I began a short-term teaching assignment this week in five public school classes. I put the chairs in a circle and didn’t make seating charts so I could watch the students come in, choose their spots, make their alliances, and figure out the lay of the land in their own ways.
“Sit anywhere,” I said at the door on the first day.
The students tentatively chose their seats, arranged their belongings into racks under their seats and talked quietly among themselves.
Day Two, still no seating chart. “Sit anywhere,” I said again, and watched as they all returned to their exact same seats. Everyone. All day. No exceptions.
On the third day, a transfer student arrived and sat in someone’s de facto seat. It threw everyone off until the newcomer graciously moved.
These aren’t little children, either. Some will go to high school next year. But in the first days of a new class, new teacher, and constellation of unknown expectations, they found one thing they could control.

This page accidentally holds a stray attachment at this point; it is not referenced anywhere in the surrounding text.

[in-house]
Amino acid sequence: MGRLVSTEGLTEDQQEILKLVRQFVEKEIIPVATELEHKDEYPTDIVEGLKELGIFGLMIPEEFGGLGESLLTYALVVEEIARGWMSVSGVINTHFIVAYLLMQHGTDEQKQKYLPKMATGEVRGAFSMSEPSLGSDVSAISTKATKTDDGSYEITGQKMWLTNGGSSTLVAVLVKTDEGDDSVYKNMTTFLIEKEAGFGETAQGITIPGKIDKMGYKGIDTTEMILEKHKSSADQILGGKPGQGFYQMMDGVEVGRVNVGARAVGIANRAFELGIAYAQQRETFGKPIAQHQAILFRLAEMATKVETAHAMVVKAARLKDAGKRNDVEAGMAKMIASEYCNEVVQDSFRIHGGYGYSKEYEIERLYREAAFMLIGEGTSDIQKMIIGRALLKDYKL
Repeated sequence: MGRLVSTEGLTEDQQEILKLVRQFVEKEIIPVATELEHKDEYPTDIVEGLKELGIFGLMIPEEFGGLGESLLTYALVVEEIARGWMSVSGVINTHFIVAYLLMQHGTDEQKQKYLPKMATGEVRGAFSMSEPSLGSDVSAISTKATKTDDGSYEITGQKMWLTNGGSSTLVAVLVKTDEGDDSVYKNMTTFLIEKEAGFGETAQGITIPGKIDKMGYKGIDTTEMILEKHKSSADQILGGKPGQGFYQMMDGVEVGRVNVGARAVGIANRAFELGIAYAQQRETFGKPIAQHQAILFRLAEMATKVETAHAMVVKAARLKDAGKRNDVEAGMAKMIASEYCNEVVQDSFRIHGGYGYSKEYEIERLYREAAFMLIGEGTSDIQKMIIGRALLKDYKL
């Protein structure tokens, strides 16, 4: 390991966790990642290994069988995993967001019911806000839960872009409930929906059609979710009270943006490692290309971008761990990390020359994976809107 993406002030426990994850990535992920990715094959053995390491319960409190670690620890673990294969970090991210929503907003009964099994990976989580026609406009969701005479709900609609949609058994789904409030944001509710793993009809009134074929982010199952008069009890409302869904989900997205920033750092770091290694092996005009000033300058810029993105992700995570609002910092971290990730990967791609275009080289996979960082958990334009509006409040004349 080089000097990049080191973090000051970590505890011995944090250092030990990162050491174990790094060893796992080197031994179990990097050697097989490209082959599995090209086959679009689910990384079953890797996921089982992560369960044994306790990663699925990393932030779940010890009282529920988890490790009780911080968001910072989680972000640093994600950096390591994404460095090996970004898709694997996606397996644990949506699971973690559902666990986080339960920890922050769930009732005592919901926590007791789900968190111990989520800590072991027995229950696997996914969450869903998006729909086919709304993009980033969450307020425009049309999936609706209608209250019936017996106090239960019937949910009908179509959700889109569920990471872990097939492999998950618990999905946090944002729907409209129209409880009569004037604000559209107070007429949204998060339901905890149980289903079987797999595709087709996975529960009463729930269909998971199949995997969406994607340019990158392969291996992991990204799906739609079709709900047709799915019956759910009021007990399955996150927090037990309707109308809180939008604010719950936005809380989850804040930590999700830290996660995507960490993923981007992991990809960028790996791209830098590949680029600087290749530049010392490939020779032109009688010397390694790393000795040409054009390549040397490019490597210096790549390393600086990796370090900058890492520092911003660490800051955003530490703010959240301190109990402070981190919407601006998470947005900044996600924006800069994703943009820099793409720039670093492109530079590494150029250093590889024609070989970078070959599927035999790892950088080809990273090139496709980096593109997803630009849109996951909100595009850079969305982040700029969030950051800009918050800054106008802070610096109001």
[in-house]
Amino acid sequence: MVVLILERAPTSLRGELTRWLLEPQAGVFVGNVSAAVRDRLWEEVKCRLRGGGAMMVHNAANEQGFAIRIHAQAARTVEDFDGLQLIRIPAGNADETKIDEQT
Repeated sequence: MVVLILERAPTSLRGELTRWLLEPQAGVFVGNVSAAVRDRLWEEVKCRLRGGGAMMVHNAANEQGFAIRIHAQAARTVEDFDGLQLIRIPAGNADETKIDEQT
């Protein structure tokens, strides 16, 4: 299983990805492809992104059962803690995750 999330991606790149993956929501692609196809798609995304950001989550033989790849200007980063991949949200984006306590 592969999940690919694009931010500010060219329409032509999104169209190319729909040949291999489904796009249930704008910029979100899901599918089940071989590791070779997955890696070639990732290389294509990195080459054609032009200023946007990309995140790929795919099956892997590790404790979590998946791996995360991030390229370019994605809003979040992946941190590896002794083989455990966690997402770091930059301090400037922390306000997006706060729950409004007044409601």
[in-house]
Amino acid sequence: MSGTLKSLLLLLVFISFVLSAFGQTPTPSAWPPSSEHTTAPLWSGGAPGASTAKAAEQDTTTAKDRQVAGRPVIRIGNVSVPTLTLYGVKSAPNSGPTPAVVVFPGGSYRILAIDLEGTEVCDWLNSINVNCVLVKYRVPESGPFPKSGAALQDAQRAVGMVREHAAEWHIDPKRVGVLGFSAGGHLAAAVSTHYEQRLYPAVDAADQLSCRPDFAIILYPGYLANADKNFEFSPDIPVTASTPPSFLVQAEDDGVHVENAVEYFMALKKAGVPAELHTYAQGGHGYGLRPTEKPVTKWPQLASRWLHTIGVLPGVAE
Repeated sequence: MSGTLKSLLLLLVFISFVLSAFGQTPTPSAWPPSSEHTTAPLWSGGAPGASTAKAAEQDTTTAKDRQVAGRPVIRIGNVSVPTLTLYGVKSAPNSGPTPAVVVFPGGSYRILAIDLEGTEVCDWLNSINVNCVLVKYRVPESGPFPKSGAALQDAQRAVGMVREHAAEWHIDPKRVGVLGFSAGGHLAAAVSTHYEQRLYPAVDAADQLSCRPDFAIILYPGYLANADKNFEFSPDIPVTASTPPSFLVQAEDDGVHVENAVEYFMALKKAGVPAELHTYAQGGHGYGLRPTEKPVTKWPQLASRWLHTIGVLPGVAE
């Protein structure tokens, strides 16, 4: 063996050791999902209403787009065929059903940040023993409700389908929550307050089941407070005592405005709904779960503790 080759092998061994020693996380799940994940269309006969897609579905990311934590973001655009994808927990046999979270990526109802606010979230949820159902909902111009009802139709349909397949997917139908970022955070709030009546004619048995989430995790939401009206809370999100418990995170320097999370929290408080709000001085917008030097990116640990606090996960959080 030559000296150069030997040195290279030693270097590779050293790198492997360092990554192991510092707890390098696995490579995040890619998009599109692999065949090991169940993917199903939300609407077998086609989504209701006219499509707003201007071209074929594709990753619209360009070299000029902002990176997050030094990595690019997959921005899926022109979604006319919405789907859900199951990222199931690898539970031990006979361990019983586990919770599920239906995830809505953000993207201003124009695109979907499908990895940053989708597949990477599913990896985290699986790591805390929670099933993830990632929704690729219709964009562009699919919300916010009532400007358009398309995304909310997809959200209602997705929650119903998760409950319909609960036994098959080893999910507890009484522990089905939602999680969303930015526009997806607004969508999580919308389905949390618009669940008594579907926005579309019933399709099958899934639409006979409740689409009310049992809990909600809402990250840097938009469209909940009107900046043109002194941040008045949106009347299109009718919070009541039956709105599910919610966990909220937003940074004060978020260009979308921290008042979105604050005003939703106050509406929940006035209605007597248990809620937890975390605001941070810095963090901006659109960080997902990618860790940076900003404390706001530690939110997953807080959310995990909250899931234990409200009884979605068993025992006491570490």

The need for routine and predictability doesn’t age out. Churchgoers know it just as well as these kids, don’t we? We like to know what to expect, what to do, where to sit.
It touches me deeply to see mindful adults prepare children for new situations thoughtfully and honestly, and walk together hand in hand. It hurts when we rush our young ones into unfamiliar, even fearful settings without preparation and, worse, alone. –To say “it won’t hurt” at the doctor’s office when it most certainly will, or “man up!” when what is needed is reassurance and time to get a feel for a new place, new person, new responsibility. No adult I know would like to be treated that way. Gentleness is such a gift.
I love the image of a four-year-old leading the way through an open door with the father close behind — the child setting the pace and beginning to experience independence, the parent an arm’s length away, actually holding the door open. We are at our best when we create opportunities for our children to learn, when we support and share in their discoveries, and make safe the path to independence one step at a time.